TSC strife with teachers detrimental to learners
By Antoney Luvinzu
| October 4th 2021
We recently got a new CEO at the organisation I work for. An evidently brilliant chap with a lucid mind. Suave, eloquent, charismatic, witty. He sat us down for a tête-à-tête to get to know us and understand the organisation.
He was up-close and personal, and one thing he kept emphasising was the fact that he wanted everyone to feel valued, seen, heard.
He wanted everyone to feel that they matter – from the very top to the very bottom. That above everything else, he was there to support the faculty and the ancillary staff, to ensure that they give the best to the learner. That he understood that a happy teacher/ancillary staff translated to a happy learner.
And I thought to myself - here is a guy who understands the dynamics of the 21st-Century workplace, and the psychology of the modern employee – to feel valued, to be involved in the decision-making process so that they own it, to feel seen and heard.
Here is someone who embodies the very philosophy underpinning modern education best practices – collaboration, stewardship, open-mindedness.”
And so this is what kept ringing at the back of my mind, as I watched the strife pitting teachers and MPs in one corner, and the TSC in another, over the Teacher Professional Development programme.
How sad that such a noble idea could be choked and strangled, almost, just because the approach does not seem well thought out.
For starters, I must say I find some of the policy statements by TSC quite noble and progressive. And I am persuaded they come from a good place and they are for the best interest of the learner.
But I must also aver that I tend to take issue with how they are communicated, and executed, which, in effect, makes it a zero-sum game. And guess who the biggest loser usually is? Yes, the said learner.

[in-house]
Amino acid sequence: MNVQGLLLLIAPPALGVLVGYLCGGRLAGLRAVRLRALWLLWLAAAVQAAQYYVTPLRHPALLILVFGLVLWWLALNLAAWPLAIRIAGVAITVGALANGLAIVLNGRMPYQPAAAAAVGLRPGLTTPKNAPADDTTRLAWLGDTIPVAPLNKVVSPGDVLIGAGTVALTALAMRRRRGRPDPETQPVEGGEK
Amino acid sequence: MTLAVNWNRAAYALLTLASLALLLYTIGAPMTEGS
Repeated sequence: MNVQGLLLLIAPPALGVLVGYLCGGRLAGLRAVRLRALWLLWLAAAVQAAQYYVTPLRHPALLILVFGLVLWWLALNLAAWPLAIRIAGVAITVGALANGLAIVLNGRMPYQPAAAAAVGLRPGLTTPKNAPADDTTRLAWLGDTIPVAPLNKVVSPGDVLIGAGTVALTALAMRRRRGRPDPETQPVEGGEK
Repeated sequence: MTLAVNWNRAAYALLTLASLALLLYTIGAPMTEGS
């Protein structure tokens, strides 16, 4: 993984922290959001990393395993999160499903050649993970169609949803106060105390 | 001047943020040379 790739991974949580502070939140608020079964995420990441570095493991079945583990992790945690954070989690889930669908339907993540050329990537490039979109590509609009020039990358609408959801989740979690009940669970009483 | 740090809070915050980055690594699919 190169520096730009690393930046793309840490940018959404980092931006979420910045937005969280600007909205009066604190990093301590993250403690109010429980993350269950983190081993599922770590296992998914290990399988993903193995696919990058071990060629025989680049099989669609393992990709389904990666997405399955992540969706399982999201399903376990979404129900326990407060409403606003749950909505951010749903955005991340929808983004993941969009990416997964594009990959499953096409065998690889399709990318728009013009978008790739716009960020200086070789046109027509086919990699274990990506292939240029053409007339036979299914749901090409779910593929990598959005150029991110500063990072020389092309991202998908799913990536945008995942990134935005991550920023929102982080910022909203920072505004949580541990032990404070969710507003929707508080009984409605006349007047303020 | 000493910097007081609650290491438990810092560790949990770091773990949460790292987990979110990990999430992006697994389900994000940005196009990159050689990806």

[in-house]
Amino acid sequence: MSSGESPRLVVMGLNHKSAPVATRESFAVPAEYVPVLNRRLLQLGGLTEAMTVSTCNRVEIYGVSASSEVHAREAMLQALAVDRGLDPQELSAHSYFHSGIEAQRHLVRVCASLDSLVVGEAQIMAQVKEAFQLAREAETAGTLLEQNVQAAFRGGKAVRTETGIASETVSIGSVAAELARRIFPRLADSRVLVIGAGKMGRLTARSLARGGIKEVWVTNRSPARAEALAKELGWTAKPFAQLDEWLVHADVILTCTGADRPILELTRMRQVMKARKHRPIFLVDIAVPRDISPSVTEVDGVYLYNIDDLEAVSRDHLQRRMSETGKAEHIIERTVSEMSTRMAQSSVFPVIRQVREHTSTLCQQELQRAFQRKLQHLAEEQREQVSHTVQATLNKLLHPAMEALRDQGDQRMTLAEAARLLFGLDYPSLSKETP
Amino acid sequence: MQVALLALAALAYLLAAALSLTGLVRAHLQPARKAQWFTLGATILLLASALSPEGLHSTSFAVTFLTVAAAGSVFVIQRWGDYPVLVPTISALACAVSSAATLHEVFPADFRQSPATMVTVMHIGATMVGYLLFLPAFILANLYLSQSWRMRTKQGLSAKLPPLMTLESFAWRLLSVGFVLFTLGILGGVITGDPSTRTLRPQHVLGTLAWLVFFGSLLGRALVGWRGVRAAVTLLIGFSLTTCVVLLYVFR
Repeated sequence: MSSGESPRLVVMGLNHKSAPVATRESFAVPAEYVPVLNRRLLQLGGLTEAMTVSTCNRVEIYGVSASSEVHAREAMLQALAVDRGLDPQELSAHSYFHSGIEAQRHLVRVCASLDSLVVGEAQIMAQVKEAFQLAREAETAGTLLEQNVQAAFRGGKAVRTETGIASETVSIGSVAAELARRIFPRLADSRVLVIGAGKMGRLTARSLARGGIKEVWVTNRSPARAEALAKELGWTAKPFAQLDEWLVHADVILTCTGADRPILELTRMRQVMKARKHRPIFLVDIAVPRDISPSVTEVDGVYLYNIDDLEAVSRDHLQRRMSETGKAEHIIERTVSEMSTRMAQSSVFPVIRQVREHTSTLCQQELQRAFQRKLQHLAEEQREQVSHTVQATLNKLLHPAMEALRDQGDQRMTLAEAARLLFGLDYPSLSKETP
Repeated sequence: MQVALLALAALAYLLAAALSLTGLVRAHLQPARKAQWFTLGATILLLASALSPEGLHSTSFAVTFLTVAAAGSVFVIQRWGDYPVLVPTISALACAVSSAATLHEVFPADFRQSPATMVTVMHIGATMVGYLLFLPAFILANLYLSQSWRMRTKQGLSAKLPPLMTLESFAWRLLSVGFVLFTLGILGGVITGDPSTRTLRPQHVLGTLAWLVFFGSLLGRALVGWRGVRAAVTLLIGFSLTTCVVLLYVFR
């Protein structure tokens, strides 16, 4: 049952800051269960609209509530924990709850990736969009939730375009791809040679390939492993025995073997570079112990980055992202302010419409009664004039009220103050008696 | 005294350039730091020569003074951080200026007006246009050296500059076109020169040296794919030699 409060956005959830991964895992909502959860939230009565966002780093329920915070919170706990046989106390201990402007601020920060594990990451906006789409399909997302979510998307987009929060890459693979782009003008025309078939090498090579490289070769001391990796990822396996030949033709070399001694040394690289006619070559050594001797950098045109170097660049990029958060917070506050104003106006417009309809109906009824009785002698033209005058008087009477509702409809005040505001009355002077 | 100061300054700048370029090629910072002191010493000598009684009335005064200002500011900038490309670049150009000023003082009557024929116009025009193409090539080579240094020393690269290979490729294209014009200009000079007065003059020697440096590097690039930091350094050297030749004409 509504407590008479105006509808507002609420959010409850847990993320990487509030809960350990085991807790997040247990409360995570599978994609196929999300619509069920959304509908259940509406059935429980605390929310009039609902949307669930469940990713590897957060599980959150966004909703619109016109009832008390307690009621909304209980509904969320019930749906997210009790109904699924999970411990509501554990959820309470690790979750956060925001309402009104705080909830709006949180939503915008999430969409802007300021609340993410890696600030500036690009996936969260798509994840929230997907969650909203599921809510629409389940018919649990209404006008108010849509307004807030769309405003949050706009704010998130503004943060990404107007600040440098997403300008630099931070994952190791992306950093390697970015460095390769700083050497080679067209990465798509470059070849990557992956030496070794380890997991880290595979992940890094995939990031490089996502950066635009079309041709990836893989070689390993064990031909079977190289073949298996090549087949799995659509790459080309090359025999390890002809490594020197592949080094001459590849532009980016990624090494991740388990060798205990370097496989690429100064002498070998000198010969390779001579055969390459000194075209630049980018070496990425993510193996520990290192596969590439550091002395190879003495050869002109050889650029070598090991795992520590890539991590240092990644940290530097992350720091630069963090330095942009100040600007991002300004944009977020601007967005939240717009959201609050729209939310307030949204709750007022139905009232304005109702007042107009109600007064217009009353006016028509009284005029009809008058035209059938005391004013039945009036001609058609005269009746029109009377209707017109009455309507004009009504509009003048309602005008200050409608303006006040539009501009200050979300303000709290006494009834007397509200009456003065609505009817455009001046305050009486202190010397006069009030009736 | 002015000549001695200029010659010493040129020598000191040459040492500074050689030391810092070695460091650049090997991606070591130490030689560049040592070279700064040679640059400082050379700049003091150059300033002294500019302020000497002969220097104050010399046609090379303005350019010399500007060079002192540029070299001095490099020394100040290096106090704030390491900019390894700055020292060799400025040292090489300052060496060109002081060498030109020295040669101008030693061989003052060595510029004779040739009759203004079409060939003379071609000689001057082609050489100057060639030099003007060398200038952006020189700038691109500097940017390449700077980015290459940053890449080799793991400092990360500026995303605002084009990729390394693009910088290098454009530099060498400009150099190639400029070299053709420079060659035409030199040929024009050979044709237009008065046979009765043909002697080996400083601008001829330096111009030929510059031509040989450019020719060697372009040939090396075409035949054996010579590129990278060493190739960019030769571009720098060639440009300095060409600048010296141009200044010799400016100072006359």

Why? Because an unhappy teacher translates to an unhappy learner. Teaching is a highly emotional trade, and as such, it is easy for teachers to project their happiness or unhappiness to the learners. So you better have a happy teacher, as opposed to an unhappy one, a frustrated one. It is a no-brainer.
The fundamental questions we must ask ourselves are: Is the Kenyan teacher happy? Does the Kenyan teacher feel valued?
Does the Kenyan teacher feel seen or heard? Does the Kenyan teacher feel as being part of the decision-making process? Do they feel ownership to the process that would warrant them to give it 100 per cent commitment? Does the Kenyan teacher feel adequately appreciated?
If the answers to the above questions are mostly no, then we must ask ourselves the more uncomfortable question of why? And the more brain-racking question of how then do we fix it?
TSC seems to have a vision of the kind of teacher they want in the classroom - well equipped in the latest best practices in pedagogy. The policies are good in themselves, but the manner in which they are seemingly shoved down the throats of teachers, so to speak, could be counterproductive, disastrous even.
I think there is a need for TSC to consider some latest, research-based Human Resource trends on how to attract and keep the best talent in the trade if they are keen on that.
TSC should have and should be seen to have a human face, show the teacher that they care, they give a listening ear, and support the teacher. They should demonstrate that they are cognizant of the fact that a happy teacher means a happy learner. And they should sincerely work towards this.